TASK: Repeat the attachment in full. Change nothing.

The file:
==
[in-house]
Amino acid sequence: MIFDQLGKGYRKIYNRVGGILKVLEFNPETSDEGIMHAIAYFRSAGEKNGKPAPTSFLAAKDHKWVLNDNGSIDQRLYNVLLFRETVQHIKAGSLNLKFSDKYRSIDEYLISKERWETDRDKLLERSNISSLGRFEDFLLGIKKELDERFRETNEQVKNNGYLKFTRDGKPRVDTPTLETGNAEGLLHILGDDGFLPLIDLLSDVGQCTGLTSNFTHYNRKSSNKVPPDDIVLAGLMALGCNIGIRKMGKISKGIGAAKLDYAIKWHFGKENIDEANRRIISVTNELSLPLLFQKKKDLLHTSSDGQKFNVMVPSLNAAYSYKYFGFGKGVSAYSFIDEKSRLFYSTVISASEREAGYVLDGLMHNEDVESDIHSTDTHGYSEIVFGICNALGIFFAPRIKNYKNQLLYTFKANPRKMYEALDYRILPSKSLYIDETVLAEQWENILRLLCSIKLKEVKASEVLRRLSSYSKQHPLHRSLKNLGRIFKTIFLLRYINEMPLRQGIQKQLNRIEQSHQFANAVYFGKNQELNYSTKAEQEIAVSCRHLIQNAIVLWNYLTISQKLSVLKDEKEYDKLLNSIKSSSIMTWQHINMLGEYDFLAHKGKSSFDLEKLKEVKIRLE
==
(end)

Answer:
[in-house]
Amino acid sequence: MIFDQLGKGYRKIYNRVGGILKVLEFNPETSDEGIMHAIAYFRSAGEKNGKPAPTSFLAAKDHKWVLNDNGSIDQRLYNVLLFRETVQHIKAGSLNLKFSDKYRSIDEYLISKERWETDRDKLLERSNISSLGRFEDFLLGIKKELDERFRETNEQVKNNGYLKFTRDGKPRVDTPTLETGNAEGLLHILGDDGFLPLIDLLSDVGQCTGLTSNFTHYNRKSSNKVPPDDIVLAGLMALGCNIGIRKMGKISKGIGAAKLDYAIKWHFGKENIDEANRRIISVTNELSLPLLFQKKKDLLHTSSDGQKFNVMVPSLNAAYSYKYFGFGKGVSAYSFIDEKSRLFYSTVISASEREAGYVLDGLMHNEDVESDIHSTDTHGYSEIVFGICNALGIFFAPRIKNYKNQLLYTFKANPRKMYEALDYRILPSKSLYIDETVLAEQWENILRLLCSIKLKEVKASEVLRRLSSYSKQHPLHRSLKNLGRIFKTIFLLRYINEMPLRQGIQKQLNRIEQSHQFANAVYFGKNQELNYSTKAEQEIAVSCRHLIQNAIVLWNYLTISQKLSVLKDEKEYDKLLNSIKSSSIMTWQHINMLGEYDFLAHKGKSSFDLEKLKEVKIRLE